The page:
We have had issues with transparency in procurement. How much do we record yearly in loss to lack of transparency among MDA’s?
It is estimated that about 49 per cent of total revenue is lost from the Procurement which accounts for over 79 per cent of total expenditure. This figure runs into about N1.3bn annually, and this has been the story since the year 2010.
We have procurement law in place now. Has that helped, are MDA’s complying?
The law which is Public Procurement Act 2007 is toothless because the government are observing them in disobedience. Imagine a law on anti-corruption drive without a council to regulate and check the excesses. Part 1, Section 1 of the law is non-implemented since 2007, which implies all procurement businesses of government are illegal.
How best can the law be applied to make it realise its target?
We have on many occasions given advise to the obvious. For any law to be effective, you must follow the content to the latter. If the law says appoint a Director General, appoint one, and if it says establish a council, do the same to give it life.
The crafter of the procurement law like other laws of the land, and elsewhere in the world have reasons for certain provisions inserted to help checkmate excesses.
So, the law can only be effective if the provisions of the Act are implemented to the letter. Mark you that this is not working in Nigeria because of interest, and the primary focus of the PPA is to reduce corruption.
Have you done any research about NNPC procurement with regard to contract award, subsidy payment and crude for petrol swap initiative, and what are the findings?
I have not had any official engagement to that effect but we have done an independent review as a procurement group on NNPC and other MDAs.
What is this group called?
The group is called Procurement Observation and Advocacy Initiative, a select group of non-state actors trained under the World Bank/federal government of Nigeria on Economic Reforms and Governance Programme in the year 2010.
Beyond this is that, as a certified purchasing and supply chain professional, we often interrogate these provisions from time to time, and we know that NNPC Operations runs an opaque procurement system that is clouded in controversies due to absence of a clear process.
Each year, you hear audit of NNPC as directed by NEITI, but the results have always been the discoveries of frauds upon frauds running into billions of dollars.
Is the local content law driven by NCDMB a tool to monitor contract award in the industry?
The Nigeria Content Development Management Board(NCDMB) Local Content law is just one aspect of the monitoring process.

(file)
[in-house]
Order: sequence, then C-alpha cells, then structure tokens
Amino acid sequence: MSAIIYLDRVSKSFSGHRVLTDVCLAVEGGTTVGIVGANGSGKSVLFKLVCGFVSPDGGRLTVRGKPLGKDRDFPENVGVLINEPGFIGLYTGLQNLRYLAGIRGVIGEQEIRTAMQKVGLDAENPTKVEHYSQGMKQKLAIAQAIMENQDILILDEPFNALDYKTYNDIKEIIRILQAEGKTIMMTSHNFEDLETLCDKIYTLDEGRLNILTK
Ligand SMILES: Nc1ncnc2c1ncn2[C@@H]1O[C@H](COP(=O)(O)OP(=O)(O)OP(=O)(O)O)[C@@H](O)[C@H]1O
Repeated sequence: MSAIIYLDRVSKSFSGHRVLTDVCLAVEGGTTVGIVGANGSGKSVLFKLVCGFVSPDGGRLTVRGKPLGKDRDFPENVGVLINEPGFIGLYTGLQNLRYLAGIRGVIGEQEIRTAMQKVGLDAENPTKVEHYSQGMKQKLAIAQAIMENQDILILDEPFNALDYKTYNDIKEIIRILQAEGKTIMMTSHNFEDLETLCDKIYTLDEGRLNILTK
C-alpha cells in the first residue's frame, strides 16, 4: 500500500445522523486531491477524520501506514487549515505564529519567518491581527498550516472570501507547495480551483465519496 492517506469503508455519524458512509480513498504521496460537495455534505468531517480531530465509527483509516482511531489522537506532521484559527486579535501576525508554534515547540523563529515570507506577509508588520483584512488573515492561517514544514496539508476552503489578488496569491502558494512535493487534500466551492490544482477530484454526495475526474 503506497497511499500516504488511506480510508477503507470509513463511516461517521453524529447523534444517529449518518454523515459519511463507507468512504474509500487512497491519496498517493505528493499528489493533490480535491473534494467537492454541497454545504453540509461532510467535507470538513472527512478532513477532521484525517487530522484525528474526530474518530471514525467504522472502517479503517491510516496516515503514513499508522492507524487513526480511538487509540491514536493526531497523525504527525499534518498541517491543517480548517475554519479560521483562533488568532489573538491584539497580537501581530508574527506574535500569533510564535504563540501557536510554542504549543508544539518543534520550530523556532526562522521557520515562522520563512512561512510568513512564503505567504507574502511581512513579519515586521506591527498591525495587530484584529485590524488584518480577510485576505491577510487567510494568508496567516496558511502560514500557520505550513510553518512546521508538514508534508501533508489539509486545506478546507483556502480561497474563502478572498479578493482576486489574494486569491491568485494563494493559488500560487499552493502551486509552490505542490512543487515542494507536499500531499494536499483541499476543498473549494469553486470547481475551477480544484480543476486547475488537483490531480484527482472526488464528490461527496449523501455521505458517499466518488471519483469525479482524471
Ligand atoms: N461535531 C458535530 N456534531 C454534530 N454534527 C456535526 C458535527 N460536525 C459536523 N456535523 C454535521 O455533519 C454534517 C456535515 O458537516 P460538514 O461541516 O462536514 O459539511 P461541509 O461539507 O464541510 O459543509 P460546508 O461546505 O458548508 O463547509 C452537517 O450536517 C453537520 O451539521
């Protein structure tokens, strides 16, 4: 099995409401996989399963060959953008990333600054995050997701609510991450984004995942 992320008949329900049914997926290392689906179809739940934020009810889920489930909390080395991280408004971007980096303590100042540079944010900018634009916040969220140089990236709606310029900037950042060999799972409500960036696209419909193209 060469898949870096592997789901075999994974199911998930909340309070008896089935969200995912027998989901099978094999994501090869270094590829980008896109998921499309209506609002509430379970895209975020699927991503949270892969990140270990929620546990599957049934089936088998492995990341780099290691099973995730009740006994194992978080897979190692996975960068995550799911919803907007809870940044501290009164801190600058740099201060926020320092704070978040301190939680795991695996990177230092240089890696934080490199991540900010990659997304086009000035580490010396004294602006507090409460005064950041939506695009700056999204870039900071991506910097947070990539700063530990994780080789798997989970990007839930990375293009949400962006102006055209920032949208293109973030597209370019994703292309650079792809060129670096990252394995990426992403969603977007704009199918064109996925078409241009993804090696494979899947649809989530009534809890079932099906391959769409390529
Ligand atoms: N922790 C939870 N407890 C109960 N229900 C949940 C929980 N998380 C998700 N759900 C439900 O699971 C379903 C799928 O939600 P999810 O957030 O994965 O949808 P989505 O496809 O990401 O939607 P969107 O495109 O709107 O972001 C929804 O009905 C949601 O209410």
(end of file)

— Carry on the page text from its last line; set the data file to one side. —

There are several other tools that are not applied. For example, how does NNPC conducts her bid processes?
Do we have independent observers to monitor the process annually?
If yes, who or where are those Organisations or individuals, and what’s their backgrounds?
The case of NNPC is unprintable because corruption has eaten too deep into the system that the only option I suggest is that the government should pursue is privatisation of the corporation.
NEITI is working to entrench transparency in the industry, what approach do you think is appropriate to make any hidden discovery?
The Nigeria Extractive Industries Transparency Initiative(NEITI) is doing a lot, especially, in the annual audit as I mentioned earlier and we believe they can do more. NEITI works with civil society Organisations but they are also enmeshed in the politics of procurement in Nigeria.
Why can’t NEITI and other government organs work with professionals and certified experts in public procurement to expose corruption?
That to me is the problem with NEITI and the Nigeria today.
Between the time procurement law became operational, how much do you think Nigeria has saved?
From available data, Nigeria has saved over N2 billion which in my mind is ambiguous because there are no data to back it up. Only recently, we read when the Bureau of Public Procurement(BPP) claimed to have saved the country a whopping sum of N1.2 billion from contract reviews without a corresponding data to show.
Do you just manufacture data to convince the populace that you are working or you use the parameters to provide answers. What level of Civil Society engagement has happened since then and do you have empirical evidence to show you have achieved much?
I do not want it to appear we are blowing our own trumpet but it is on record that the CSOs have contributed greatly in the area of awareness creation, capacity building for both public office holders and CSO actors.
We have it on record also where the DG of the BPP, Directors and staff of federal and state governments acknowledged the role of CSOs in the efforts to curbing corruption through transparent approaches.
What template do you suggest for the oil and gas industry to break age long mismanagement?
As it stand now, I do not think any template will work where there’s lack of political will to do the needful by the federal government. The most beneficial option is to privatise the industry.
Are major oil firms much open to transparency?
No, based on records available from NEITI but I am not particularly involved.
Tell us more about the Country’s struggle in procurement issues and consequences of lack of transparency?
Since 2007 when the law was signed, it is convenient today that Nigeria has moved from a rather opaque procurement to a more transparent level, even though there are still gaps.
The country has recorded viable growth in business transactions and management of public resources.
Of course, there are still the challenge of understanding the concept of acquisition and disposal by most MDAs in Nigeria, which recently also affected the Economic and Financial Crimes Commission(EFCC).